For members


Working in Switzerland: A weekly roundup of the latest job news

Find out all the latest information related to jobs in Switzerland with The Local's weekly roundup of relevant news.

Working in Switzerland: A weekly roundup of the latest job news
Women working at one cantonal bank will have shorter maternity leave. Photo by Kristina Paukshtite from Pexels

Will the economic upswing bring greater wages? 

As Switzerland’s economy is on the upswing, several professional organisations and unions are calling for higher salaries for sectors most impacted by the pandemic.

“Thanks to the exceptional dedication and great flexibility they have shown, but at the cost of the loss of income they have suffered, the employees have helped the country overcome the crisis. It is time to involve them in the recovery by increasing their wages”, said Gabriel Fischer, the head of economic policy at Travail.Suisse, the umbrella association of employees in Switzerland.

However, wage increases may not be possible in all sectors.

In the hospitality industry, which was most affected by Covid restrictions “salary increases will be rare. We can only hope that the branch will emerge stronger, so that gradually wages and working conditions can improve ”, noted Urs Masshardt, managing director of the Swiss Hotel & Gastro Union.

In the health sector, wages have stagnated much for years and in retail, “pay has been chronically too low or a long time”, according to  Mathias Regotz, head of contractual policy at the Syna union. “Salary increases of 3 to 4 percent are mandatory in these sectors.”

On the other hand, the construction sector has emerged largely unscathed from the crisis, and much of the industry has already recovered. In these sectors, wage increases are possible, according to Travail.Suisse.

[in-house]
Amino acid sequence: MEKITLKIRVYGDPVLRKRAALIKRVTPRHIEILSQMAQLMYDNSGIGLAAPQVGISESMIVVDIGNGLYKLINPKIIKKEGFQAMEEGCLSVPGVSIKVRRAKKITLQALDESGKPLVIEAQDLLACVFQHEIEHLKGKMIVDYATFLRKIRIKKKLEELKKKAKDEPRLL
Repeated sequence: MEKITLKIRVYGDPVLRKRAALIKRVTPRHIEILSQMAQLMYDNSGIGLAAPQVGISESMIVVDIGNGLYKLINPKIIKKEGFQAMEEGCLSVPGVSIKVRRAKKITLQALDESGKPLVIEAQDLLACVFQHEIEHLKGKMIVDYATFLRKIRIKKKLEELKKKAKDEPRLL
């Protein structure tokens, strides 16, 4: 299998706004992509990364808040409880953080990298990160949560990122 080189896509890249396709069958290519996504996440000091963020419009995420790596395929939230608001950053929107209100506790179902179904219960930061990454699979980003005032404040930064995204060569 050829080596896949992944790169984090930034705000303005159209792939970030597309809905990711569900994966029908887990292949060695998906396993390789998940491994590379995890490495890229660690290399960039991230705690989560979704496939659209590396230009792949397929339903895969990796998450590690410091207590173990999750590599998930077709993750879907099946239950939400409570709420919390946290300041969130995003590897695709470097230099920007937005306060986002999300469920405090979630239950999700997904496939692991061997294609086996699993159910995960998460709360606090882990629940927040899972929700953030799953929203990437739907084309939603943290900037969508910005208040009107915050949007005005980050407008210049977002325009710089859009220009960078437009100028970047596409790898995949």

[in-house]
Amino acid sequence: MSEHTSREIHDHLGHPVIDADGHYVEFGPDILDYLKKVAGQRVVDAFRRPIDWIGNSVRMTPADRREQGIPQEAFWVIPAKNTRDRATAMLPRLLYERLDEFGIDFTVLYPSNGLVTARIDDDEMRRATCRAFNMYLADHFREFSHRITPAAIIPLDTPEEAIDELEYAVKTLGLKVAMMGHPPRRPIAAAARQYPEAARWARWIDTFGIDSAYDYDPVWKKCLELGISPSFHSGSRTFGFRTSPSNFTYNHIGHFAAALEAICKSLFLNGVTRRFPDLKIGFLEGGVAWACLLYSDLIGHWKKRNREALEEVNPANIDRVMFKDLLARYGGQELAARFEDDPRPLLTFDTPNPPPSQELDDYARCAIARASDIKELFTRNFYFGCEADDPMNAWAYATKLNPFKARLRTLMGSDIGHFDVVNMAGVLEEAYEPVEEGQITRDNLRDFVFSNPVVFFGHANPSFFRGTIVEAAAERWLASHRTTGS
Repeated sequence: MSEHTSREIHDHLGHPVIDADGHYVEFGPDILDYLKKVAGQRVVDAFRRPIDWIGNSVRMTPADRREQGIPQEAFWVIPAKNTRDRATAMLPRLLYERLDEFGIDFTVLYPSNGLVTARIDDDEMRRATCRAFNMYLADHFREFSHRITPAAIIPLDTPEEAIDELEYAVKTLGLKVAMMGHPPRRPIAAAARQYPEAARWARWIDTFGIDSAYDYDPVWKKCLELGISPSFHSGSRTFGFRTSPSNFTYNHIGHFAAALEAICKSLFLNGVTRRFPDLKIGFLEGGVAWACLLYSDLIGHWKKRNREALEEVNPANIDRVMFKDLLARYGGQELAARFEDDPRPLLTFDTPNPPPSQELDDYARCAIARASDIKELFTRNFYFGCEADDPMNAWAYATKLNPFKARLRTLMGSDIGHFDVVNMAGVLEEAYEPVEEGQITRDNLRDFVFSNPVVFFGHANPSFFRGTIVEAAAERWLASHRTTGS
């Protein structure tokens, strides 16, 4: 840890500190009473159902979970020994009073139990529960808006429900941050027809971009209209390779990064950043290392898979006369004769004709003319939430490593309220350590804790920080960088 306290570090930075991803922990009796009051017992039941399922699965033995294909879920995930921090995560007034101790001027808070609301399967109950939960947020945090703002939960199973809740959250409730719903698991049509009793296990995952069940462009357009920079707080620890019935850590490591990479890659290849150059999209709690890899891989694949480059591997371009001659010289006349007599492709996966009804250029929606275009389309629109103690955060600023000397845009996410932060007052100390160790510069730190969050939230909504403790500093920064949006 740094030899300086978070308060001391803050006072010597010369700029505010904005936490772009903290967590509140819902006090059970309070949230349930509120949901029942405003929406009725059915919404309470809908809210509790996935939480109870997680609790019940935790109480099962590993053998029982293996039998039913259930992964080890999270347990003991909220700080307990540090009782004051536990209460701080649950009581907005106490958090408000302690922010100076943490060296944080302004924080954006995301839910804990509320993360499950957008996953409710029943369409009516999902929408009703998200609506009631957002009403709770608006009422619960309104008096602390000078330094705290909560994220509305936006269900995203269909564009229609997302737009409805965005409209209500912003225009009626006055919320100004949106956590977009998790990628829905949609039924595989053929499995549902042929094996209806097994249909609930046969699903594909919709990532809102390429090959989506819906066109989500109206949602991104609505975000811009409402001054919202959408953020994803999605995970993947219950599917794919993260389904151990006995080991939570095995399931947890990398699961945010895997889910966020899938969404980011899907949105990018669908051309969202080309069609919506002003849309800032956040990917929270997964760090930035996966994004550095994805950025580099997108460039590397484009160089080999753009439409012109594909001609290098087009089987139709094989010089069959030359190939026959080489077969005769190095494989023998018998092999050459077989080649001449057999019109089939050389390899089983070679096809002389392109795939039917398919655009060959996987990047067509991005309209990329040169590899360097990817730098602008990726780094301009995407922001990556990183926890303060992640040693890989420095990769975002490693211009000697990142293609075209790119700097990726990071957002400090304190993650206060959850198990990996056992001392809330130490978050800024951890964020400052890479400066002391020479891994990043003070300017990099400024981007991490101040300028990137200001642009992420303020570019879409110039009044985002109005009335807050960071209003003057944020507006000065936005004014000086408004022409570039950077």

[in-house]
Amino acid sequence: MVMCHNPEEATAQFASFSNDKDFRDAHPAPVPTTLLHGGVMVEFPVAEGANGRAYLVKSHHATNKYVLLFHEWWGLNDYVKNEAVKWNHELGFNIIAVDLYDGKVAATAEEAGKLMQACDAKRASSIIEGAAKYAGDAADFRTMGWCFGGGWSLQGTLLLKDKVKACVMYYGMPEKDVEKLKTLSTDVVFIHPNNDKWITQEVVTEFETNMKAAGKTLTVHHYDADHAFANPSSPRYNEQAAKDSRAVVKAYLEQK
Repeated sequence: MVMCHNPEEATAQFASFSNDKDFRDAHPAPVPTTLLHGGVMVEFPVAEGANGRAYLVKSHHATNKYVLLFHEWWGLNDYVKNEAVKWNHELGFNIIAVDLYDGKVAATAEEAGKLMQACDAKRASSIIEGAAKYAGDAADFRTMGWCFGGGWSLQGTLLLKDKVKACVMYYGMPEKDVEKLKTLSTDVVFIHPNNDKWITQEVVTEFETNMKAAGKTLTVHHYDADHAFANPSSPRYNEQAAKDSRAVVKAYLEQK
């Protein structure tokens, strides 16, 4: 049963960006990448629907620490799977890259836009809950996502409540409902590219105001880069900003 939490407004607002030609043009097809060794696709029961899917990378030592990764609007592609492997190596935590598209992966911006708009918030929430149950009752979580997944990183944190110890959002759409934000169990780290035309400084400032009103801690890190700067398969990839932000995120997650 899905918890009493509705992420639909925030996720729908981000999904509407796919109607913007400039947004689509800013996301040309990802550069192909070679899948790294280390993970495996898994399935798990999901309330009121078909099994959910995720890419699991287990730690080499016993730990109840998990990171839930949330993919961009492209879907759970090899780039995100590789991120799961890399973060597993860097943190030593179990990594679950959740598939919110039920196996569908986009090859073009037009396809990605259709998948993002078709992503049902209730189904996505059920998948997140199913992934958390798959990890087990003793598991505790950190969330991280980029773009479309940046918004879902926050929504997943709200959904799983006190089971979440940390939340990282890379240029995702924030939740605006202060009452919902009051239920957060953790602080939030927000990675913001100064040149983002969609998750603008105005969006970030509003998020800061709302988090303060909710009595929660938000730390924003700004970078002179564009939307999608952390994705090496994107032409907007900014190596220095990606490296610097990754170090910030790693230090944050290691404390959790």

Brave new world: job interviews conducted by robots

Many Swiss companies have a new twist on the concept of “Human” Resources: candidates for a job must first pass an interview with the computer.

This is how it works: an applicant receives an email with an invitation for an interview, which they can accept by clicking on a link.

The questions are asked in writing, and the program automatically records the answers. The interview lasts just a few minutes — all without a human counterpart.

This kind of interview is now standard at companies like Swiss Federal Railways, Migros, Credit Suisse, UBS, Swiss Post, and other firms, as it is less time-consuming than human-to-human interactions.

However, this system is only used to pre-select the candidates. Once they pass the “robot test”, the applicants are invited to meet a real person for a follow-up interview.

Almost all large companies pay women fairly

The vast majority of Swiss companies have a fair compensation policy between male and female employees.

This assessment is based on salary analysis  by the University of St. Gallen that examined companies with more than 100 employees.

It found that 97 percent of surveyed companies comply with the law on equal pay.

Another study, carried out by Comp-on Compensation Consultants, came up with a rate of 95 percent.

Only a few systematic deviations from the federal rules were discovered.

And yet… equality can also backfire

Schaffhausen’s Kantonalbank is reducing maternity leave for female employees: like men, women now receive the minimum required by law — the usual 16 weeks is reduced to 14.

According to the bank, this is to ensure “equal treatment”.

“The legislature has now provided for paternity leave. As a result, the length of maternity leave and paternity leave have been brought into line with the legal requirements, Therefore, in the interests of equal treatment, it is right to adjust the length of maternity leave to 14 weeks”, the bank explained.

READ MORE: How does paternity leave work in Switzerland – and who can claim it?

Did you know…that median monthly wage in Switzerland is 6,538 francs?

Salary platform Lohncomputer lists average monthly earnings estimates culled from various wage surveys.

Here are just a few examples:

Lawyer: 9,300 francs
Accountant: 8,125 francs
Teacher: 7,292 francs
Bank employee: 6,750
Architect: 6,250 francs
Nurse : 5,667 francs
Carpenter: 5,150 francs
Hairdresser: 4,375 francs